The Nationals’ starting lineup will likely look the same as it did most of the season except at catcher because all-star Wilson Ramos tore the anterior cruciate ligament in his right knee last week. The Nationals will probably deploy a platoon between Jose Lobaton and Pedro Severino. Lobaton, a switch hitter, will get the starts against right-handed pitchers. Severino, a right-handed hitter, is an option versus left-handers.
The bench’s composition is fuzzier. One of the catchers, outfielder Chris Heisey, infielder Stephen Drew and first baseman Clint Robinson are expected to fill four of the five spots. The candidates for the final vacancy seemingly are outfielders Ben Revere and Brian Goodwin and infielder Wilmer Difo.
Revere and Goodwin would both give Washington a second outfielder and speed off the bench, but they’re left-handed. Choosing one of them would leave Heisey as the only right-handed bench option besides the catchers. Difo is a switch hitter with speed to pinch-run late in games, but before rosters expanded Sept. 1, the Nationals elected to have just one utility infielder — Drew until he was put on the disabled list and then Difo — all season. Trea Turner could also play a middle-infield spot if necessary.
Difo spent most of the season with Class AA Harrisburg. The 24-year-old rookie batted .276 with a .743 OPS in 66 plate appearances and had three steals. He started three games at shortstop, three games at third base and seven games at second base. He had not played third base before this season.
If the Nationals want an outfielder, they’d have to weigh Goodwin’s encouraging small sample size against Revere’s longer track record of success at the major league level. Goodwin, who has a stronger arm than Revere, played mostly center field for Class AAA Syracuse this season, but the 25-year-old rookie mostly played the corner spots with the Nationals. In 44 plate appearances, he batted .286 with a .747 OPS. He hit .280 with a .787 OPS in 492 plate appearances with Syracuse.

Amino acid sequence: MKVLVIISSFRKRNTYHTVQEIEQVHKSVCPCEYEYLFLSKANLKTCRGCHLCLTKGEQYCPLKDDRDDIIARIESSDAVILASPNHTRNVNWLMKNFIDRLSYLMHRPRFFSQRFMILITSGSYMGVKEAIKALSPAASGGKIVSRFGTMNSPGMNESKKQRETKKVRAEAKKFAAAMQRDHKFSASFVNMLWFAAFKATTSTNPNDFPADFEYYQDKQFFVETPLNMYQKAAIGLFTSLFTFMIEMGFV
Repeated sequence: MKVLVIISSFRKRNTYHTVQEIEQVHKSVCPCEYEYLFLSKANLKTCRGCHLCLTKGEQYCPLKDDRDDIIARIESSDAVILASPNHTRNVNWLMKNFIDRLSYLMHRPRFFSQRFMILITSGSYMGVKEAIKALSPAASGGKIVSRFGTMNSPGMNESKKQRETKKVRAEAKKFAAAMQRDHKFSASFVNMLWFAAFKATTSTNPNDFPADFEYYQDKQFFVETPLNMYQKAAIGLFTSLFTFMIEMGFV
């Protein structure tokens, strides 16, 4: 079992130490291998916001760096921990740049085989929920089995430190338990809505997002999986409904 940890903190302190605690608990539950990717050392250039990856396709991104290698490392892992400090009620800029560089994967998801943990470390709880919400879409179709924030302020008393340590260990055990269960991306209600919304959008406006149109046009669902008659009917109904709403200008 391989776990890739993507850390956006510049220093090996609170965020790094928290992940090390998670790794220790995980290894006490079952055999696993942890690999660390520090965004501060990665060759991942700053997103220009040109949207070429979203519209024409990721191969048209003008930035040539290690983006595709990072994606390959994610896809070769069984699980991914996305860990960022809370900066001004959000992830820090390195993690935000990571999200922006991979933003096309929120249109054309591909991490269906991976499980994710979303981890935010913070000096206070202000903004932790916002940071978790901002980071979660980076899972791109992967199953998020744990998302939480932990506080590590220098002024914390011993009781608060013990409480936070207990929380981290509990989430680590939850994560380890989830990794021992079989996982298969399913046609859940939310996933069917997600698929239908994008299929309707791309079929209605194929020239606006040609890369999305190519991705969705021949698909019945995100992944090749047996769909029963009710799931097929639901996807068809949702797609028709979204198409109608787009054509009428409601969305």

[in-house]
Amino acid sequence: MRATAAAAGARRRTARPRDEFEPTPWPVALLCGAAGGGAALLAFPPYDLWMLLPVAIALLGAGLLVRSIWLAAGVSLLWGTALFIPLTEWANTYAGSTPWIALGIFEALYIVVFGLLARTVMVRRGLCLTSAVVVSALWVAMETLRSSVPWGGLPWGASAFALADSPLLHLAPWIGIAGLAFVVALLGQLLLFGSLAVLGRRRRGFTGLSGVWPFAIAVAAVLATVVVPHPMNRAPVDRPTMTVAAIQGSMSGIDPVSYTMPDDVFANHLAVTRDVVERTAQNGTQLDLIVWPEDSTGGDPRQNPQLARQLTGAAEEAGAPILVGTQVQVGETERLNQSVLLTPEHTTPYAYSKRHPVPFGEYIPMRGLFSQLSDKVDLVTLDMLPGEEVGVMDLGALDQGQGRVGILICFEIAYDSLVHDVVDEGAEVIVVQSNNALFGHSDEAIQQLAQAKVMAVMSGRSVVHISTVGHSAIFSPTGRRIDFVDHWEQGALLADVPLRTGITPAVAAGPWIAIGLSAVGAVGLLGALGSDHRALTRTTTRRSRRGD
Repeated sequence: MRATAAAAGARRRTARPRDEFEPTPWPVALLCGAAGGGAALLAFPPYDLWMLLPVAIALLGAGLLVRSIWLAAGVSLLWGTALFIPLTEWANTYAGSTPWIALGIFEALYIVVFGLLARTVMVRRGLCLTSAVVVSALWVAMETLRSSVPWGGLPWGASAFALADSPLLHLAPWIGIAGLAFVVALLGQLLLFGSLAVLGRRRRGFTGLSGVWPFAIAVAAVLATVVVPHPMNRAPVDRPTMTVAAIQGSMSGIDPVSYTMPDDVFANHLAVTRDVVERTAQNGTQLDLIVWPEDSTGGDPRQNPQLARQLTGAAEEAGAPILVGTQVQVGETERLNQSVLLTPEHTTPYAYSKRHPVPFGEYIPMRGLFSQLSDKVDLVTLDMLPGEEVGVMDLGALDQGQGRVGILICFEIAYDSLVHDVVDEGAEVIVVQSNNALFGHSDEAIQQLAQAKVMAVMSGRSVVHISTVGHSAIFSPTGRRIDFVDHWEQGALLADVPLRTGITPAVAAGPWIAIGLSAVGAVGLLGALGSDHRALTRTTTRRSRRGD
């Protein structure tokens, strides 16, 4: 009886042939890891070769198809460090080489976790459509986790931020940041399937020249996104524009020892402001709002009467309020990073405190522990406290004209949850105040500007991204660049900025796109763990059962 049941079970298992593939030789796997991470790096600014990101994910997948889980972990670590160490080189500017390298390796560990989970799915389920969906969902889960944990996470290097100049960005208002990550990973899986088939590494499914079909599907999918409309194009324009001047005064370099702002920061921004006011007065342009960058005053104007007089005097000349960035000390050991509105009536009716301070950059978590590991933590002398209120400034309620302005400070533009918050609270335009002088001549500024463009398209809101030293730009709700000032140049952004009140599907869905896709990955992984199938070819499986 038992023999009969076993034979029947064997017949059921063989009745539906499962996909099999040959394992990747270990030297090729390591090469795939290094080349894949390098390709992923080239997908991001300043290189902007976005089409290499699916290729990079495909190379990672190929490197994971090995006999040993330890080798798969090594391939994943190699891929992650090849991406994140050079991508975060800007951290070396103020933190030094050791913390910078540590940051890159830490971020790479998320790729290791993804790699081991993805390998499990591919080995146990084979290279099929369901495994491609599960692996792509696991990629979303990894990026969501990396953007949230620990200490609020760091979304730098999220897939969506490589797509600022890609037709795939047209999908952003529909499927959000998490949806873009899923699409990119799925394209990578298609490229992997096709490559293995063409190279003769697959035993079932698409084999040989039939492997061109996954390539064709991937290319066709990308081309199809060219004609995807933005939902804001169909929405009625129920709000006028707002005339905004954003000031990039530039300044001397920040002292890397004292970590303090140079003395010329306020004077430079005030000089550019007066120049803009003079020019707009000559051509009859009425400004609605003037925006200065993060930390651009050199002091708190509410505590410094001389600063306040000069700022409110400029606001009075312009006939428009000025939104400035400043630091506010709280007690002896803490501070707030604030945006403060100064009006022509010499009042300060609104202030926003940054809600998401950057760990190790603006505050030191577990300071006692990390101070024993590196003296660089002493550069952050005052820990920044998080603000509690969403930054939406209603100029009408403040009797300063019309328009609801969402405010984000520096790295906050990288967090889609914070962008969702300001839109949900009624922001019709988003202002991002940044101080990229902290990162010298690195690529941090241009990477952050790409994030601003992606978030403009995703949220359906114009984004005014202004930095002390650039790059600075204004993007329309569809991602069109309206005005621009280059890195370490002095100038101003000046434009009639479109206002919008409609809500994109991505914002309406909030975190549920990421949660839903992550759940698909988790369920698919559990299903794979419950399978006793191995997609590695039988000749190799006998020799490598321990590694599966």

“I think all the September call-ups, we’ve all been up here and we’ve been showing what we can do and everybody’s been pretty successful, so I think I have a chance,” Goodwin said.
Revere has the weaker arm but is faster and can cover a lot of ground in the outfield. He began the season as the club’s starting center fielder and leadoff man but strained his oblique on his first swing of the campaign. Turner would eventually replace Revere as the everyday center fielder after the all-star break, and Revere finished the season with a .217 batting average and .560 OPS in 375 plate appearances. The 28-year-old’s OPS was the worst in baseball among players with at least 350 plate appearances.
“It’s been an awkward year,” said Revere, who hit .255 in 11 games with the Toronto Blue Jays in his first postseason last year and is a .285 career batter. “But no matter what, whatever they may do after [Sunday’s] game, I can’t say I can get mad because I haven’t proven that I can provide for this team. But if I am [on the roster], you never know what can happen in the playoffs. Some crazy stuff has happened.”